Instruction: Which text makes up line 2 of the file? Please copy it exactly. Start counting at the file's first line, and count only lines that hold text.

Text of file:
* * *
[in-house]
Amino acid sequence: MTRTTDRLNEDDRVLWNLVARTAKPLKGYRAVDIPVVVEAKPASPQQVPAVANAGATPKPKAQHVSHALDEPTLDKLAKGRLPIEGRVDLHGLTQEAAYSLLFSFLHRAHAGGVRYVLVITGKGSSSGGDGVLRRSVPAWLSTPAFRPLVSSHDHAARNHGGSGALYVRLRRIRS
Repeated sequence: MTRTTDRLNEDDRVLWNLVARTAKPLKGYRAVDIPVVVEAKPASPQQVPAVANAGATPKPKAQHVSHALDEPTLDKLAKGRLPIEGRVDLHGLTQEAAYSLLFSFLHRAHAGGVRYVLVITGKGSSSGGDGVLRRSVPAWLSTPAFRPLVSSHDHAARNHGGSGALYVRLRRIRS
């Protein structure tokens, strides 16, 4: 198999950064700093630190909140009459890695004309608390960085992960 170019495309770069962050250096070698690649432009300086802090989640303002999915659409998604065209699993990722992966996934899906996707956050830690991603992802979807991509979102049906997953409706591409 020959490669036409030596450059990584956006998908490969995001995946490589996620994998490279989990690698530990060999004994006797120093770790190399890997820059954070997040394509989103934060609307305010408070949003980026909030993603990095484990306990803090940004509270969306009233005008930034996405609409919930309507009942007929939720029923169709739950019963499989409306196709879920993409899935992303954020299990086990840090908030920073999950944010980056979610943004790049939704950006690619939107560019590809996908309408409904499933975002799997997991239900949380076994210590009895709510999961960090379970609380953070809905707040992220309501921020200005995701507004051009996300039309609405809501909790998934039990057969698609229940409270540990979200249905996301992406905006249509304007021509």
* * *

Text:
Amino acid sequence: MTRTTDRLNEDDRVLWNLVARTAKPLKGYRAVDIPVVVEAKPASPQQVPAVANAGATPKPKAQHVSHALDEPTLDKLAKGRLPIEGRVDLHGLTQEAAYSLLFSFLHRAHAGGVRYVLVITGKGSSSGGDGVLRRSVPAWLSTPAFRPLVSSHDHAARNHGGSGALYVRLRRIRS